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7 Disaster Recovery Principles

Man stands in front of clear board with blue writing, showing graphs and statistics about 1Path.

“Before anything else, preparation is the key to success” – Alexander Graham Bell

When it comes to disasters, both natural or man-made, never underestimate their potential to devastate your data access and networks. Make your business’s longevity a priority with these 7 disaster recovery principles:

Acknowledge your threats

A responsible disaster recovery plan will have two parts: 1) It identifies the full gamut of risks to your business, whether it be a cyberattack or a tornado and 2) It has agreed upon reactions and recovery guidelines for each of those risks. As an example, if a hurricane eliminates your servers in Savannah, do you have a transition plan to retrieve your data? Will you be able to pay your employees on-time? Discussing these scenarios with anticipation will save you time and money in the long run.Unsurprisingly, not all catastrophes happen with equal consistency, so how do you combat that? Put focus on the most likely disruptors. Ransomware attacks and data breaches have steadily been on the rise in recent years and are now considered an immediate threat to almost any business. With that in mind, cyberattacks should be given the most attention over others, such as natural disasters.

Conduct a BIA

Prioritizing your DR plan can feel a bit like spring cleaning – where do I even start? A BIA, that’s where!A BIA (business impact analysis), classifies and evaluates the damage potential of an interruption to critical business operations. By establishing the objectives of your DR plan with a BIA, your recovery strategy will be as efficient as possible.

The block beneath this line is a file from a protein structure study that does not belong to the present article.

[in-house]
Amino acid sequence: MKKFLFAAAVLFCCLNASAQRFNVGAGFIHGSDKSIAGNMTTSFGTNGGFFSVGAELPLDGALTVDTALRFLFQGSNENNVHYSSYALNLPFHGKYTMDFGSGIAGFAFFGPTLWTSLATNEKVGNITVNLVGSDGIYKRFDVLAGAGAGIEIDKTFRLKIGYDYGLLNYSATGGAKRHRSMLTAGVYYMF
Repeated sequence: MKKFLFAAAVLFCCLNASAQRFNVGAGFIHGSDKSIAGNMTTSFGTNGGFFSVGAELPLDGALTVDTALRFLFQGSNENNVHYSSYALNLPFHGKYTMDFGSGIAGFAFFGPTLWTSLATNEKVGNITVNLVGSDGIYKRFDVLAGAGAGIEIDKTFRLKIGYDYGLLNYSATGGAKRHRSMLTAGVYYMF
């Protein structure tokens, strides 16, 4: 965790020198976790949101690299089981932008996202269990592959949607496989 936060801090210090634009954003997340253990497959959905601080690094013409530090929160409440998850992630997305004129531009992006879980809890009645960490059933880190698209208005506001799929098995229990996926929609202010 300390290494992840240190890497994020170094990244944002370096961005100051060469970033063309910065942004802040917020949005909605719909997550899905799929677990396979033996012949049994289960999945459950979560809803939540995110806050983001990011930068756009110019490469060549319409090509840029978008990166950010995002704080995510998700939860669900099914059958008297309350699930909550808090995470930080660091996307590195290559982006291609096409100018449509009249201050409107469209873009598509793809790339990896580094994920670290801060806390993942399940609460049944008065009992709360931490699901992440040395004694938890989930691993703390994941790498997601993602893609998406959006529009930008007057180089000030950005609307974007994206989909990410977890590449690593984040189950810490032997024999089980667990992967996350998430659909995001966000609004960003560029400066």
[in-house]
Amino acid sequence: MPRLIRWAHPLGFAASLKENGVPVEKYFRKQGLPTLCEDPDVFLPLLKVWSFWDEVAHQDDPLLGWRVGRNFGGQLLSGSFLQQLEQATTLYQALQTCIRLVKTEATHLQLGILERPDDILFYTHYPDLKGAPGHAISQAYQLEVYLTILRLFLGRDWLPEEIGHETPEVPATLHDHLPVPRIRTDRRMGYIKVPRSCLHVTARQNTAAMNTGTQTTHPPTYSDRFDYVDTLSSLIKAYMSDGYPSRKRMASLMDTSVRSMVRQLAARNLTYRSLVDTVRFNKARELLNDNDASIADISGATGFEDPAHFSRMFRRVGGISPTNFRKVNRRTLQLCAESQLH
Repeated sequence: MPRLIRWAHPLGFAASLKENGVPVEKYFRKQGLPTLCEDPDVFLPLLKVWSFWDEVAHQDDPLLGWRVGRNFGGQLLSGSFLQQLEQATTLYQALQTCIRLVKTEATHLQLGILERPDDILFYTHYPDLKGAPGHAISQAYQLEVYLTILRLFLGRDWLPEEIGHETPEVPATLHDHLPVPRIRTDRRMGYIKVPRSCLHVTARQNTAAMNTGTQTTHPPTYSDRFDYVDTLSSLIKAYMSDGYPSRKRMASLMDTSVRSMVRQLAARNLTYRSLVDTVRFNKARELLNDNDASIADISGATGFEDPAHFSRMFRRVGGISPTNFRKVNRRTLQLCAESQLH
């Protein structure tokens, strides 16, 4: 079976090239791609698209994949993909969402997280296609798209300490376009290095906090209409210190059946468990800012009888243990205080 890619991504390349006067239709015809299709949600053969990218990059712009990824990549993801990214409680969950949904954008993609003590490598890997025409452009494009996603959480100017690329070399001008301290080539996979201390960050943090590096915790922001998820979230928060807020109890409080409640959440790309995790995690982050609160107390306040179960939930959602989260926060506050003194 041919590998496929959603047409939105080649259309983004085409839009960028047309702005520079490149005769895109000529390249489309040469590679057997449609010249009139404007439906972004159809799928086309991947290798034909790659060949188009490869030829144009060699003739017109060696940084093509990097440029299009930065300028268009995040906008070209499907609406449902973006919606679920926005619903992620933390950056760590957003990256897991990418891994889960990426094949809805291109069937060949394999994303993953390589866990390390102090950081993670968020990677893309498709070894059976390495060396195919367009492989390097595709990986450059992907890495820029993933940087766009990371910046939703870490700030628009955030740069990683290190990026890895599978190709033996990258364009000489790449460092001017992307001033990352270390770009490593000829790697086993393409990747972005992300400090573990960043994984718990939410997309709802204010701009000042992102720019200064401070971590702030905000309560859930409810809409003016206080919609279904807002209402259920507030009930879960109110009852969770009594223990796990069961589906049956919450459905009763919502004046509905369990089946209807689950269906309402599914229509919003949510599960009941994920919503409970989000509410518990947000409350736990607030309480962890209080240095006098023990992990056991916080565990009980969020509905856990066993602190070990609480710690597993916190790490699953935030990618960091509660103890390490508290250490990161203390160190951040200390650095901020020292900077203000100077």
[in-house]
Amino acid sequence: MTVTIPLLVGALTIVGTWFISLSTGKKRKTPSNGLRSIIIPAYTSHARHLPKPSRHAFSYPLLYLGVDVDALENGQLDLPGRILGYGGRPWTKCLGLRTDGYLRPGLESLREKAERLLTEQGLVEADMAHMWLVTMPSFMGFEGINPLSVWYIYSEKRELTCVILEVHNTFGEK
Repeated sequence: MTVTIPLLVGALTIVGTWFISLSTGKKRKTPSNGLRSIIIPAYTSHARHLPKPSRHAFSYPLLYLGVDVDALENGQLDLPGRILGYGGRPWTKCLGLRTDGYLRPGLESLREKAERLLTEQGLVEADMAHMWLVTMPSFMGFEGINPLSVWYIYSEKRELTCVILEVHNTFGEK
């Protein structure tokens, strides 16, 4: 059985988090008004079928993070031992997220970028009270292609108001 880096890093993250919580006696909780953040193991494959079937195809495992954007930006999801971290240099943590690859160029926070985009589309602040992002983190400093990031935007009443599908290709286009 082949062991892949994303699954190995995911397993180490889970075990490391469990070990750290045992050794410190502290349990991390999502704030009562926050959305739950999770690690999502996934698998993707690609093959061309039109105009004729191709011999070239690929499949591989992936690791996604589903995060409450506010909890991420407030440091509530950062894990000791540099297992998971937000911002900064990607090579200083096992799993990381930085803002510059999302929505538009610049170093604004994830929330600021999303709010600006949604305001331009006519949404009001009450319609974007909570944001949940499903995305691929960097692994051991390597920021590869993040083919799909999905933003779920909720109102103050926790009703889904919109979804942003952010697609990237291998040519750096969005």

You can find BIA templates and questionnaires online from and the National Institute of Standards and Technology, among other sources.

People, people, people

Recovering data is usually the first thing a business will focus on when disaster strikes, but data is useless if people and process are neglected. Build your DR plan around the entire association: What resources will employees need to remain effective after a disaster? How will production be impacted?Assemble a team selected to manage the aftermath. Prearrange who will work during an emergency and have all the contact information of parties involved easily attainable. Know who you’ll call for help, such as your managed service provider, and if possible establish a relationship with authorities. Further, decide who speak to the public if victims or employees need to be formally addressed.

Freshen up!

Your internal systems are constantly changing and ignoring this fact is setting you up for a meltdown. Your plan won’t be complete until it takes all systems and applications in your IT environment currently in use into account.Plus, it is highly likely upgrades have become available since your DR plan was made. DR plans are based on assumptions about the processes and tools available at the time the plans are finalized, but those assumptions can change significantly with time.


Not everything can be or is worth saving in your business. Any PII (personally identifiable information) about your employees should be priority #1, but any information that is publicly available is not as significant. If your house was on fire, what would you grab as you run out the door?

Practice makes perfect

Simply having a plan is not enough – religiously test your emergency plan like a fire drill. If not regularly practiced, the plan is ineffective.

Be pro-active

If you wait until after the aftermath of a cyberattack or emergency to figure out the next step, your chances of recovery have already been cut in half. Don’t be a part of the 25% of businesses who shut down after a disaster, be pro-active!




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